The ability to find meaning from painful experiences (researchers call this benefit finding) consistently predicts physical and emotional well-being while experiencing stressful or painful life experiences. One victim of childhood sexual abuse said, “I would not have chosen the horrors of abuse, but it has taught me the value of every child. Every child deserves love and is completely loveable–including myself. No abuse can take that away. How else would I have learned such a valuable lesson?”
Through years of healing and growth she has given meaning to a painful life experience. She could not control that she was victimized, but she could choose how to live her life. She chose to live in the “light of love instead of the darkness of abuse.”
Bernie Siegel, M.D. explains how pain changed him into a man full of love for his family and patients. He speaks of our ability to accept, grow, heal, and love–all from the pain of life. He explains that even though he had loving relationships, working with the painful experiences of cancer day after day changed his heart.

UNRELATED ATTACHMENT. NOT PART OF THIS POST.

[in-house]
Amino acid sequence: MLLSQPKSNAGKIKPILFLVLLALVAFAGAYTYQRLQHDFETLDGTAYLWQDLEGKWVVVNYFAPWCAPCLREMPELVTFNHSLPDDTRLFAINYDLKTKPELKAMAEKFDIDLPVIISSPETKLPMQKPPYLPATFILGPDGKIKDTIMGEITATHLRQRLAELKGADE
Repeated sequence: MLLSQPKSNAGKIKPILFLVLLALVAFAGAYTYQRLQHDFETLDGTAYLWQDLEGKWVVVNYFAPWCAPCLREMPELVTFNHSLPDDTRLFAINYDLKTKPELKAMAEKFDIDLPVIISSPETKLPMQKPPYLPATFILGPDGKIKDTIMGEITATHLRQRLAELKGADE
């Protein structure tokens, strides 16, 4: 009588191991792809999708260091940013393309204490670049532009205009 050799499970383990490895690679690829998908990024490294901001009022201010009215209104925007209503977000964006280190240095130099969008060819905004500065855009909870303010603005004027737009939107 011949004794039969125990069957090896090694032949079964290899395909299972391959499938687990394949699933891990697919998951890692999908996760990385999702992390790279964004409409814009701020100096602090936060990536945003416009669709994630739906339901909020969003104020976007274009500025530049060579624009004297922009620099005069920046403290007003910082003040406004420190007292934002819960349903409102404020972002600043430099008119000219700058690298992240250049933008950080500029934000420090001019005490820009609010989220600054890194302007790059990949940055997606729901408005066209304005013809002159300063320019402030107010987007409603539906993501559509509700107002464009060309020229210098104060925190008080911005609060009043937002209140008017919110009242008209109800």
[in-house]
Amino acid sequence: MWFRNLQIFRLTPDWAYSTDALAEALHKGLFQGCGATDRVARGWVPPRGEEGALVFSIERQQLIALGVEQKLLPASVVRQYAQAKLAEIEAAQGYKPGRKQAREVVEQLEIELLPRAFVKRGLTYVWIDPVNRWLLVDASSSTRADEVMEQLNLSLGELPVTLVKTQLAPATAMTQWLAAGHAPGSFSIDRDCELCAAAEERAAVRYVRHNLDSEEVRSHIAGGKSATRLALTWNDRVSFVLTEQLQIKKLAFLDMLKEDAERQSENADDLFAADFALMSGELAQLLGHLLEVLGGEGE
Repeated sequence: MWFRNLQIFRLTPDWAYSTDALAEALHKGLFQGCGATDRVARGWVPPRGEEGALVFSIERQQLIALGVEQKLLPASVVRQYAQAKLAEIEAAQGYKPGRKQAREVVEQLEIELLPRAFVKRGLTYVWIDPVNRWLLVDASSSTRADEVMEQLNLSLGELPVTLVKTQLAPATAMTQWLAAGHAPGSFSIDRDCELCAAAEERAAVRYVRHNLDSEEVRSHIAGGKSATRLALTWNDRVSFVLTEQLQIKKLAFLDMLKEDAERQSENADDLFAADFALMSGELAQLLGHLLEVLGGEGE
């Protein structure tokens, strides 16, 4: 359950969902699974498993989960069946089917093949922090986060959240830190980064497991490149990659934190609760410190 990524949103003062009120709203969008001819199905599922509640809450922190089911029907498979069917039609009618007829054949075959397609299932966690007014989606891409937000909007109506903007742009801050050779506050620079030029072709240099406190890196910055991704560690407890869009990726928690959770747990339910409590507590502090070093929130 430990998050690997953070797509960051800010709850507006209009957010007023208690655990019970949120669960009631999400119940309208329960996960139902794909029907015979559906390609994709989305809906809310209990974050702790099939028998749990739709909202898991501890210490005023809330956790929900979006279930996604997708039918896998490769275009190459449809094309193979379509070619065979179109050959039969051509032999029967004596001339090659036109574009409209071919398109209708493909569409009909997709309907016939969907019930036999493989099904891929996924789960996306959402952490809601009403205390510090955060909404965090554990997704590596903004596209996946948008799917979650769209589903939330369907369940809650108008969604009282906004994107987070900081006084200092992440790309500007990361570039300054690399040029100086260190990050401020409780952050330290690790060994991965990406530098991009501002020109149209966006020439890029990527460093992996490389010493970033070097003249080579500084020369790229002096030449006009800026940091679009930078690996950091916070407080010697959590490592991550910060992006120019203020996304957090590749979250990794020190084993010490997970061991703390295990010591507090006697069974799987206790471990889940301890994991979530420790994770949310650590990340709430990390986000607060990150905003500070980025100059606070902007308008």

He tells his own story:
When I became a physician I started to build walls around myself to protect myself from the pain and unhappiness that I was seeing. Yet it was also difficult to seal this pain in, to store it up inside me.
This hurt me, my family and my patients. The walled-in city dies. . . At one point when I was in great pain I used my hobby of art as a way of healing. I painted portraits of the family and then painted one of myself.
Only later did I realize how sick my portrait was. . . I painted myself, in a surgeon’s cap, mask and gown. Only my eyes were visible. If you appeared that way before a painter, he or she would say, “But who will know whose portrait this is? I can’t see you. . .” Yes, I was hidden. I had built a wall, and I wasn’t even aware of it. . . Ultimately I began to resist the hiding; it was too painful.
He concludes that avoiding and hiding from pain is another kind of death. He learned to give love because “it sustains the one who gives it as well as the one who receives it.”
The meaning he found from the pain helped him heal. Accepting life has pain, rather than hiding from it, gives you permission to live, grow, heal, and love.